SADC Facilitator to Lesotho Deputy President Cyril Ramaphosa. Picture: Jonisayi Maromo/ANA
SADC Facilitator to Lesotho Deputy President Cyril Ramaphosa. Picture: Jonisayi Maromo/ANA
Picture: Jonisayi Maromo/ANA
Picture: Jonisayi Maromo/ANA
Waiters from a catering company queue to have their packages of food and drinks scanned at the venue where SADC heads of state met. Picture Jonisayi Maromo/ANA
Waiters from a catering company queue to have their packages of food and drinks scanned at the venue where SADC heads of state met. Picture Jonisayi Maromo/ANA
Picture: Jonisayi Maromo/ANA
Picture: Jonisayi Maromo/ANA
Picture: Jonisayi Maromo/ANA
Picture: Jonisayi Maromo/ANA
Picture: Jonisayi Maromo/ANA
Picture: Jonisayi Maromo/ANA
Picture: Jonisayi Maromo/ANA
Picture: Jonisayi Maromo/ANA

Pretoria - The deployment of a contingent force, which will include military and intelligence military forces, to the volatile Kingdom of Lesotho was approved by the Southern African Development Community (SADC) Heads of State and Government in Pretoria on Friday. 

"Summit approved the deployment of a contingent force comprising military, security, intelligence and civilian experts to support the government of the Kingdom of Lesotho, and directed the chiefs of defence and security to assess the requirements, to determine the appropriate size of the contingent force, and to prepare the modalities for the deployment," SADC Executive Secretary Stergomena Lawrence Tax read out the communique at the end of the Double Troika Summit in Pretoria. 

She said the summit had "strongly condemned" the brutal assassination of Commander of the Lesotho Defence Force, Lt-General Khoantle Motsomotso which happened earlier this month, prompting the SADC meeting to contain the degeneration situation in Maseru. 

"The Right Honourable Motsoahae Thomas Thabane, Prime Minister of the Kingdom of Lesotho was also invited. The Double Troika Summit was also attended by SADC Facilitator to Lesotho, Deputy President of South Africa Cyril Ramaphosa," said Tax. 

In a question and answer session, South Africa's Defence Minister Nosiviwe Mapisa-Nqakula insisted that the SADC intervention approved on Friday was different from a military deployment.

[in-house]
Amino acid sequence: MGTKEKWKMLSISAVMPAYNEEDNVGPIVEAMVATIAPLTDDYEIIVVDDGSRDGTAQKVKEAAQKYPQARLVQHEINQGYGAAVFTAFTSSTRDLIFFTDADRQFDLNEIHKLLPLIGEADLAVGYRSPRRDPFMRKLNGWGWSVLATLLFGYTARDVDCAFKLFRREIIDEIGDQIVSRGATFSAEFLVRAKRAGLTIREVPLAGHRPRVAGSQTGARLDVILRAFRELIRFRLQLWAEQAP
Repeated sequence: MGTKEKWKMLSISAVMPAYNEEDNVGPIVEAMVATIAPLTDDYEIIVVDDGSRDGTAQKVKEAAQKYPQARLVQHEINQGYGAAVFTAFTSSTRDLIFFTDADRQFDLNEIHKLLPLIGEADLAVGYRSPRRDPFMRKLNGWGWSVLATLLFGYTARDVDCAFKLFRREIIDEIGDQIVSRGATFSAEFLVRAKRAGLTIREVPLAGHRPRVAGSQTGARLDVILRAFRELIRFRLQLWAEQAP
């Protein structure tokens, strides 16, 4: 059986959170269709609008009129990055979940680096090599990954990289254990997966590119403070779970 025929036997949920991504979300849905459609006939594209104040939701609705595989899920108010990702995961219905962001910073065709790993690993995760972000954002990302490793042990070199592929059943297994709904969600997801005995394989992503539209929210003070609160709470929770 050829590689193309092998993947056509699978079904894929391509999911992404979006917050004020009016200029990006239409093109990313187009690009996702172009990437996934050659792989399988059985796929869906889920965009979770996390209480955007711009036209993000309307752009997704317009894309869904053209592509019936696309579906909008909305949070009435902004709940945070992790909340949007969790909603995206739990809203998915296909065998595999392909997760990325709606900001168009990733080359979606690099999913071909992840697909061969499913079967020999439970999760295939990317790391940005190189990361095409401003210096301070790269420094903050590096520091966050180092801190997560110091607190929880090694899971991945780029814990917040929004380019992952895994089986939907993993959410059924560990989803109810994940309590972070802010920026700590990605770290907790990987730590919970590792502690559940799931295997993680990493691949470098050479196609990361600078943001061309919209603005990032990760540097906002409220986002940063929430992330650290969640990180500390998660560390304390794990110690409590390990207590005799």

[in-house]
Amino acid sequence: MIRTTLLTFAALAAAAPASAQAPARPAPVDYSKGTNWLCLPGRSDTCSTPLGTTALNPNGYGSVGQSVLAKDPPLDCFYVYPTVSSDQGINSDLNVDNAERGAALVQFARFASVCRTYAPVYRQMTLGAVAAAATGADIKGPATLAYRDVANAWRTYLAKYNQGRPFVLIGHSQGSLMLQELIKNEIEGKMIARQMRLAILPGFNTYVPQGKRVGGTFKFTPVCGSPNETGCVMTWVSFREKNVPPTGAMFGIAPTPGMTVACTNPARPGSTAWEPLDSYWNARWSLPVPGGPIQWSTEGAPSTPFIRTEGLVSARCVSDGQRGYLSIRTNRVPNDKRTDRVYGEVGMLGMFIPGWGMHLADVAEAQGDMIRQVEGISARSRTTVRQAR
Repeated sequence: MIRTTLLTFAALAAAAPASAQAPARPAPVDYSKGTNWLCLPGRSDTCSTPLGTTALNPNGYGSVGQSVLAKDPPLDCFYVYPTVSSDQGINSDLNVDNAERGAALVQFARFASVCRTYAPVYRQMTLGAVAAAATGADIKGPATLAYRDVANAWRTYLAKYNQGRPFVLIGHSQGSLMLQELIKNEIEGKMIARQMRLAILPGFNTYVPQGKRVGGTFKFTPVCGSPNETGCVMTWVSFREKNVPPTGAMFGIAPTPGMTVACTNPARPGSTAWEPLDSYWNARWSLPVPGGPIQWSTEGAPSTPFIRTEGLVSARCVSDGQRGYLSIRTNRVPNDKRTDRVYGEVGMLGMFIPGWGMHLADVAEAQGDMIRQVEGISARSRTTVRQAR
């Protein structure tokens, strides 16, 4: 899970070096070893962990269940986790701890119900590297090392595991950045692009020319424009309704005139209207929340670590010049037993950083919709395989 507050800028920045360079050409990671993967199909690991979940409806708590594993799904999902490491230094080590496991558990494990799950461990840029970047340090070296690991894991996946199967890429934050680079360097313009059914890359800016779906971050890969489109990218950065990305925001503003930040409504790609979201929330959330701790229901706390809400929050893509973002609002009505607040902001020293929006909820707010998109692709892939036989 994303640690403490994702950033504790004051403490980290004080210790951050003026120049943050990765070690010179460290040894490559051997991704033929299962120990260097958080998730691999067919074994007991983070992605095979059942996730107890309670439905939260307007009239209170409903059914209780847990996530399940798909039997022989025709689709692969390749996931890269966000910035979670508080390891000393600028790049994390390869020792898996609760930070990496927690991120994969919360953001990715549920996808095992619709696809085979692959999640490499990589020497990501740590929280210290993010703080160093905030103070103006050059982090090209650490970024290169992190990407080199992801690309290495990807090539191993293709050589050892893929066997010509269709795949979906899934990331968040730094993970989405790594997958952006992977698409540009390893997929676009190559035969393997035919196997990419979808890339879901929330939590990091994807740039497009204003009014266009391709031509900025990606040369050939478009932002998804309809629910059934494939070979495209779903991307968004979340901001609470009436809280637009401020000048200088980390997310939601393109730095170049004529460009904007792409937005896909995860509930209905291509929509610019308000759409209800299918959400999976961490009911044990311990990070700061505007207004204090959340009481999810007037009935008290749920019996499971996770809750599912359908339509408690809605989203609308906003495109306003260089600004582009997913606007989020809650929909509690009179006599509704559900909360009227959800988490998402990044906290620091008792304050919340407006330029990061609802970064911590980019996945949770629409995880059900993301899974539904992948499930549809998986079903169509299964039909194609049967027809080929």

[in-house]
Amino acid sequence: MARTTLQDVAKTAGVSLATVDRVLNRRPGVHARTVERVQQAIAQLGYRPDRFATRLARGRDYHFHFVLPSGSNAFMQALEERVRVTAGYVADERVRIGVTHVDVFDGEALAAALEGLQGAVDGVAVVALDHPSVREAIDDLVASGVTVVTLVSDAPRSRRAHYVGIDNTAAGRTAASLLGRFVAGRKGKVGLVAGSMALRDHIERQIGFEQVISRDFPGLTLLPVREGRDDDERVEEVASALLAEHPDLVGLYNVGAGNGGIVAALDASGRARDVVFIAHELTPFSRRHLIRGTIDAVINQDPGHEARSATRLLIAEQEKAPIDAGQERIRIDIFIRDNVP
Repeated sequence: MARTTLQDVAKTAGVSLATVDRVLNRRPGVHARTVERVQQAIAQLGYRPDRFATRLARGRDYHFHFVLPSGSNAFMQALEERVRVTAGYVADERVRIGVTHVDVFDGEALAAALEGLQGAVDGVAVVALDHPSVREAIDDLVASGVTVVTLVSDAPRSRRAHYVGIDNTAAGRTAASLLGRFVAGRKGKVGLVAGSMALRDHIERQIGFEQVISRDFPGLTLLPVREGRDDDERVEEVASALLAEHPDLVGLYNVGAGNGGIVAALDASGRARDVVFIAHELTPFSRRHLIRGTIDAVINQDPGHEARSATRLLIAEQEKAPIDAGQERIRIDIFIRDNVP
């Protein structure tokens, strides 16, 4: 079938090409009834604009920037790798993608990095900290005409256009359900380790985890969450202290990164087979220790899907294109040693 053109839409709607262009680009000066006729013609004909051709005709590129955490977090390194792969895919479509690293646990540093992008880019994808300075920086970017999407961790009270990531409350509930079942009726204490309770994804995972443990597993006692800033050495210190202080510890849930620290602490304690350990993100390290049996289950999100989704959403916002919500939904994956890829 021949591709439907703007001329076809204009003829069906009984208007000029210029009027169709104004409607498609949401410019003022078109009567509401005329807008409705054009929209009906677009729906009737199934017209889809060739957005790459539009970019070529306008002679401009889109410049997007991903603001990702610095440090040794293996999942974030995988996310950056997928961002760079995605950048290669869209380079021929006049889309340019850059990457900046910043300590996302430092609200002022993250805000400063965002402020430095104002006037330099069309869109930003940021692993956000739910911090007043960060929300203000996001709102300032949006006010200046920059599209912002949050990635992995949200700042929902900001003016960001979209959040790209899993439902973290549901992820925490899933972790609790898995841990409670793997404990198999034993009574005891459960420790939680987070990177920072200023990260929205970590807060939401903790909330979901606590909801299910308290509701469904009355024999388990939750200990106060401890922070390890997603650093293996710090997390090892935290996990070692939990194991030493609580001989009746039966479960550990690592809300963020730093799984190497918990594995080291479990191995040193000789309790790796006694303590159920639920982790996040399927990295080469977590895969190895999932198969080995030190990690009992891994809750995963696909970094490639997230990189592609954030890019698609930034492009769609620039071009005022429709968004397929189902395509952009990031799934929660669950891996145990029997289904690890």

“We need to understand what the deployment is going to be … for now it’s going to be support for the oversight committee. It is a contingency force. We are politicians, we want chiefs of defence to assess the situation and advise us. This is a directive to the chiefs of defence, the region will come together and discuss this matter again. We don’t need to cause unnecessary panic with everybody saying they have already committed to deploy [soldiers], some going to parliament to say this and that. The issue is that a directive has been issued and we will then be directed by the chiefs of staff,” she said. 

Earlier, South African President Jacob Zuma, in his capacity as chairperson of the SADC appealed to the authorities and the populace of the Kingdom of Lesotho to collectively work tirelessly to bring peace and stability to the mountain kingdom which has been on the regional bloc’s agenda for a considerable period. 

“As SADC, we cannot and shall not be in Lesotho forever. We desire to have Lesotho off the SADC agenda soonest,” Zuma addressed a Double Troika of Heads of State and Government. 

“It is unfortunate and regrettable that as we gather here this afternoon that the Commander of the Lesotho Defence Force, Lt-General Motsomotso, who was with us here in this very building three weeks ago during the SADC Summit, tragically lost his life in a senseless killing.” 

Zuma said the assassination of Motsomotso typifies a dangerous pattern of targeted killings in the geographically small African nation. 

Motsomotso was killed earlier this month, while two senior officers who were allegedly responsible for the murder, were also killed in a shoot-out at a barracks in Lesotho’s capital Maseru. 

Eyewitnesses said the officers burst into the army chief’s office and shot him, before being killed by guards.